Do Hummingbirds Eat Grape Jelly?


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Hummingbirds are famous for their sweet tastes – many refer to them as the ‘sugar addict’ of the garden. They’ll commonly seek out sugary nectar from various plants to help boost their calorie intake. But do hummingbirds eat grape jelly and other treats?

Hummingbirds love grape jelly. As you’d expect, they are naturally attracted to sugar – but be careful, as you’ll need to ensure any treats you leave out for the birds contain natural sugars alone.

Why do hummingbirds eat jelly?

The hummingbird has an incredible metabolism that demands a human equivalent of more than 150,000 calories a day – and much of that will come from sugar. Hummingbirds eat sugary treats regardless of whether they are natural (such as flower nectar) or if you provide it to them in a feeder

Hummingbirds find fruit refreshing, and while they won’t always seek it as a priority over flower nectar, they’re known for drinking from oranges, eating watermelon, and enjoying the occasional piece of apple. Understandably, sugary, natural grape jelly will easily attract a hummingbird.

Sugar famously provides an instant ‘boost’ of energy that, in many cases, is short-lived. The hummingbird has evolved and adapted to top up on sugar constantly, despite its lack of other useful vitamins and nutrients. Therefore, natural fruit jelly is likely to provide a diversion from other sugars in your garden, but it’s normally a good idea to let your local hummers seek out nectar as a priority because it’ll help them pollinate, for example.

Hummingbirds need quick-fix sugar as a result of their breath-taking physical activities. On average, the hummingbird will flap or beat its wings up to 80 times per second, a record no other bird can beat. It’s also the only bird that can fly backward – and it almost constantly hovers in the air, even while feeding.

Should I feed hummingbirds grape jelly?

There’s no harm in providing a cube of grape jelly to your hummingbirds in their feeders occasionally, but always check the packet before you dish out. It’s never a good idea to feed any wild animals artificial sugars and flavorings. Hummingbirds have evolved to only process the sugar they find in the wild – sucrose and glucose, for example – and consuming artificial sweeteners may make them ill.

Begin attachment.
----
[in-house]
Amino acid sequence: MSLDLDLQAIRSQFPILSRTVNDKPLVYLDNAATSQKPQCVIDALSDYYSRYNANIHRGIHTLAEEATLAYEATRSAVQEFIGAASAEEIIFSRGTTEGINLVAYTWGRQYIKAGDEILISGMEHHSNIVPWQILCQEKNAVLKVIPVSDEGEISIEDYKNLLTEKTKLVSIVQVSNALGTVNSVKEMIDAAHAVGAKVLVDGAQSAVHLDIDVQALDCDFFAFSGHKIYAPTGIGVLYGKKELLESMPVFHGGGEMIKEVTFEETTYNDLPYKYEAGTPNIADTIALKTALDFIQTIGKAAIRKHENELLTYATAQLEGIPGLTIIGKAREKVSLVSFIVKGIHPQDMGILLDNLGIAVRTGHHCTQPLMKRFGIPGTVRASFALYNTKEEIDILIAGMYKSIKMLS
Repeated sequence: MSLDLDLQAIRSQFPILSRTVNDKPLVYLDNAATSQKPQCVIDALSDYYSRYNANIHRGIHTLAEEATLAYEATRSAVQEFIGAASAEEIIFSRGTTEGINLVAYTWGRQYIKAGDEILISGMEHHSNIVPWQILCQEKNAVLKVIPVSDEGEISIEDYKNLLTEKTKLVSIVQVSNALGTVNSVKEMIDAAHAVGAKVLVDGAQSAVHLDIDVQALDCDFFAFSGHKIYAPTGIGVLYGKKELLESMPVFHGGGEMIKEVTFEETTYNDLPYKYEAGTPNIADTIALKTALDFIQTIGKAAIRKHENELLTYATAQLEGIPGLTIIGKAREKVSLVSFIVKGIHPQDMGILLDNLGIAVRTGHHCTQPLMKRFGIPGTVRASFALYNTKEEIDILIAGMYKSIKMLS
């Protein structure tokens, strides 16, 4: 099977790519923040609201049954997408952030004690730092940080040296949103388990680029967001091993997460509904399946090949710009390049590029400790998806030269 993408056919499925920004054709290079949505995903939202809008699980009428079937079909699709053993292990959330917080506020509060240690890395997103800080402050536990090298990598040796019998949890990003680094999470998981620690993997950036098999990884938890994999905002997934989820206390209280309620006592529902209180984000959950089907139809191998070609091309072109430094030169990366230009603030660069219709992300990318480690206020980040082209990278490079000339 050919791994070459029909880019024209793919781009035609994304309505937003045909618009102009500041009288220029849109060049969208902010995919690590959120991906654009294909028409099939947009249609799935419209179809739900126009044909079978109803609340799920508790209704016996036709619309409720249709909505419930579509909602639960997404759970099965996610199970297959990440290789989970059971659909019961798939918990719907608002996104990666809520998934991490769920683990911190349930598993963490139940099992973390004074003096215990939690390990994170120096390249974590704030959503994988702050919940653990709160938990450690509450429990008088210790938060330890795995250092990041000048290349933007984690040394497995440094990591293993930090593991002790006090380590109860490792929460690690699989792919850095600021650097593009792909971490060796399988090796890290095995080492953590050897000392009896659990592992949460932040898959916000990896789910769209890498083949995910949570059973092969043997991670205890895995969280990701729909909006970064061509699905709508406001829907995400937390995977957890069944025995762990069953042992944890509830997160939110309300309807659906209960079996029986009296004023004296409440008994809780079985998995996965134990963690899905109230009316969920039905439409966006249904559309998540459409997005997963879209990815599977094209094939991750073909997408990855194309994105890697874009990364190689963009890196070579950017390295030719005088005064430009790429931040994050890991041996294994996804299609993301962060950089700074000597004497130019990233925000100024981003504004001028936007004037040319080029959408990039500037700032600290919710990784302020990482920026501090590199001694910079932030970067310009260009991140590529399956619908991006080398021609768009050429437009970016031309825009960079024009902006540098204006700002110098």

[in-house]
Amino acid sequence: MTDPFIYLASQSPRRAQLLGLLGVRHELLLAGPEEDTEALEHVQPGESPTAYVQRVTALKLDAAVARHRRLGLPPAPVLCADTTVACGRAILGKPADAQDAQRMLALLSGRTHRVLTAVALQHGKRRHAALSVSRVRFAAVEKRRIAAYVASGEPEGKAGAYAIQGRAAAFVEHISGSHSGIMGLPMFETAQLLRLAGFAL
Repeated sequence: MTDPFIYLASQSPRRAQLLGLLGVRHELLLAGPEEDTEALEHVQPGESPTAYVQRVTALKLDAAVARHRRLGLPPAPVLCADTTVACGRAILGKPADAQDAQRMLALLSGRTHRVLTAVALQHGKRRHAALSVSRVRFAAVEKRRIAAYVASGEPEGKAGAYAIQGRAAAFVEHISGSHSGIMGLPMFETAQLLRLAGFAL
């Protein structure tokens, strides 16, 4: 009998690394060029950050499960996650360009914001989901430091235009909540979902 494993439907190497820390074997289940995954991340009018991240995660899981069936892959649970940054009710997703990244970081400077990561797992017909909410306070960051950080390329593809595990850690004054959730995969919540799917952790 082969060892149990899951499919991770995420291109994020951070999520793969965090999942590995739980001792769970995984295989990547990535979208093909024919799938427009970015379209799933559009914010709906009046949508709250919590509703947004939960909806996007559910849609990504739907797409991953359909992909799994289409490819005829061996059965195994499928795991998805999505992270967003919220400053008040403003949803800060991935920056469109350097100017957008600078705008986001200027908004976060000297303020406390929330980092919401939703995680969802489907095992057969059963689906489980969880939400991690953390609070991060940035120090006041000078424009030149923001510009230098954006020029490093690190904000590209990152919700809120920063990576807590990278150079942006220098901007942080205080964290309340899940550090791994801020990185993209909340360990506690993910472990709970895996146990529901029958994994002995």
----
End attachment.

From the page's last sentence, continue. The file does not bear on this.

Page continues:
Many wild yard owners would likely recommend growing natural sugar first before providing sweet treats out of the kitchen for hummingbirds. Setting up a feeder is a great option if there’s a lot of competition for nectar in the garden. Beyond that, focus on growing your beds and flowers to the standard hummingbirds demand before relying on grape jelly outright.

What else do hummingbirds eat?

Given their love of sugar, it’s easy to assume hummingbirds love nectar from plants, flowers, and trees above all else. Their diets are a little more complex – they do, of course, demand protein and balanced nutrients from elsewhere in your garden to survive.

Beyond dipping into pieces of grape jelly at the feeder, hummingbirds will normally feed on insects, bugs, and winged minibeasts that come their way. They may come across ants, for example, who compete for sugary food and nectar. Given ants’ high reproduction rates, hummers will frequently pick them off if they get in the way of flowers or fruit.

Handily, hummingbirds will also pause during jelly and nectar feasts to eat mosquitoes. They’ll also take care of aphids and may even eat spiders. In many ways, hummingbirds provide a natural pest control service, providing you attract them with the best plants, flowers, and food sources.

Given the choice between grape jelly and natural flowers offering abundant nectar, the latter is a safe bet for most hummingbirds. There are many hummingbird-friendly flowers easy to grow in US gardens, such as jasmine, zinnias, impatiens, azaleas, and snapdragons.

Focus on growing bright, fiery-colored flowers with tubular or trumpet-shaped blooms. These specimens are most attractive to hummingbirds, and their shape will allow them to dip their beaks deeply into the nectar.

It’s a great idea to try and supplement your hummingbirds’ diets with treats such as grape jelly. They need all the calories they can get – but remember, natural food is a priority to keep these pollinators healthy, happy, and returning to your yard.

About The Author
Robert has been an avid birdwatcher pretty much his entire life. Living in the suburbs he does his best to bring wild birds into his backyard. He currently has 13+ bird feeders in his yard and also raises and races homing pigeons. Robert writes part-time for Wild Yards, mostly about the subject he cares most about - birds.

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